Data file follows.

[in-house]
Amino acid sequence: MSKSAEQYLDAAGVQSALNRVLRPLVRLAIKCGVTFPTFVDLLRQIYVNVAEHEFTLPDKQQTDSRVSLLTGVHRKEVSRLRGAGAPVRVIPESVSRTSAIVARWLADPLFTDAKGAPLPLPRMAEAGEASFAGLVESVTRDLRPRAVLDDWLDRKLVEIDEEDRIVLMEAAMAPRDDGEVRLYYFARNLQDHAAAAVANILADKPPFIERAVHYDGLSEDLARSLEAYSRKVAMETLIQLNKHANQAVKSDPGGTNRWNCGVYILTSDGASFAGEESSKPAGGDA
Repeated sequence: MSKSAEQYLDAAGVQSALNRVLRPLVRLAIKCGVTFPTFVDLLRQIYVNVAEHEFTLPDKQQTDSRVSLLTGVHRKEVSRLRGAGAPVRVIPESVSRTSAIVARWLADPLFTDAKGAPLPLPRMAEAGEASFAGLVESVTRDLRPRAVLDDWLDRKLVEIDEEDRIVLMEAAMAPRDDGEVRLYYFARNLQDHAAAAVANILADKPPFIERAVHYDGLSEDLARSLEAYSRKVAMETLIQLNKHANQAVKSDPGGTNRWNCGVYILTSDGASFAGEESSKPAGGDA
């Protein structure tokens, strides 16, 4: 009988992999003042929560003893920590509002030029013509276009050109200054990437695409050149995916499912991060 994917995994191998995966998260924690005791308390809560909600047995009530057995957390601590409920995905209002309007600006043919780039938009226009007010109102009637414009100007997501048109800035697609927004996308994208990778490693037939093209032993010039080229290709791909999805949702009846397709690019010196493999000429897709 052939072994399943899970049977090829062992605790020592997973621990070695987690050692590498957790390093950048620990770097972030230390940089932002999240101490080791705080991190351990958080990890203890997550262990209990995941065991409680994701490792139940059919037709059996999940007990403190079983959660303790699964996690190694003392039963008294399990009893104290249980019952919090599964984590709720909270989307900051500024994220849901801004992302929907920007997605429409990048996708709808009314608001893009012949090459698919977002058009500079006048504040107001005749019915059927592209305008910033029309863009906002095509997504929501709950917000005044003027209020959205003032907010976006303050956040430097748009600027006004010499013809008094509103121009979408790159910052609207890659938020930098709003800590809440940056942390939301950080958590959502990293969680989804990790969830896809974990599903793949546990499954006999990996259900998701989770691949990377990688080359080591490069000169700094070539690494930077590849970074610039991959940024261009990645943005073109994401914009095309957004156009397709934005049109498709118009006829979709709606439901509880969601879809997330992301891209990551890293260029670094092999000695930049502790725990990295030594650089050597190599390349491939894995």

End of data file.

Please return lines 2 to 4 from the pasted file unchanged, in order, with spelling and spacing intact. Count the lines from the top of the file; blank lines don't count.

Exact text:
Amino acid sequence: MSKSAEQYLDAAGVQSALNRVLRPLVRLAIKCGVTFPTFVDLLRQIYVNVAEHEFTLPDKQQTDSRVSLLTGVHRKEVSRLRGAGAPVRVIPESVSRTSAIVARWLADPLFTDAKGAPLPLPRMAEAGEASFAGLVESVTRDLRPRAVLDDWLDRKLVEIDEEDRIVLMEAAMAPRDDGEVRLYYFARNLQDHAAAAVANILADKPPFIERAVHYDGLSEDLARSLEAYSRKVAMETLIQLNKHANQAVKSDPGGTNRWNCGVYILTSDGASFAGEESSKPAGGDA
Repeated sequence: MSKSAEQYLDAAGVQSALNRVLRPLVRLAIKCGVTFPTFVDLLRQIYVNVAEHEFTLPDKQQTDSRVSLLTGVHRKEVSRLRGAGAPVRVIPESVSRTSAIVARWLADPLFTDAKGAPLPLPRMAEAGEASFAGLVESVTRDLRPRAVLDDWLDRKLVEIDEEDRIVLMEAAMAPRDDGEVRLYYFARNLQDHAAAAVANILADKPPFIERAVHYDGLSEDLARSLEAYSRKVAMETLIQLNKHANQAVKSDPGGTNRWNCGVYILTSDGASFAGEESSKPAGGDA
């Protein structure tokens, strides 16, 4: 009988992999003042929560003893920590509002030029013509276009050109200054990437695409050149995916499912991060 994917995994191998995966998260924690005791308390809560909600047995009530057995957390601590409920995905209002309007600006043919780039938009226009007010109102009637414009100007997501048109800035697609927004996308994208990778490693037939093209032993010039080229290709791909999805949702009846397709690019010196493999000429897709 052939072994399943899970049977090829062992605790020592997973621990070695987690050692590498957790390093950048620990770097972030230390940089932002999240101490080791705080991190351990958080990890203890997550262990209990995941065991409680994701490792139940059919037709059996999940007990403190079983959660303790699964996690190694003392039963008294399990009893104290249980019952919090599964984590709720909270989307900051500024994220849901801004992302929907920007997605429409990048996708709808009314608001893009012949090459698919977002058009500079006048504040107001005749019915059927592209305008910033029309863009906002095509997504929501709950917000005044003027209020959205003032907010976006303050956040430097748009600027006004010499013809008094509103121009979408790159910052609207890659938020930098709003800590809440940056942390939301950080958590959502990293969680989804990790969830896809974990599903793949546990499954006999990996259900998701989770691949990377990688080359080591490069000169700094070539690494930077590849970074610039991959940024261009990645943005073109994401914009095309957004156009397709934005049109498709118009006829979709709606439901509880969601879809997330992301891209990551890293260029670094092999000695930049502790725990990295030594650089050597190599390349491939894995």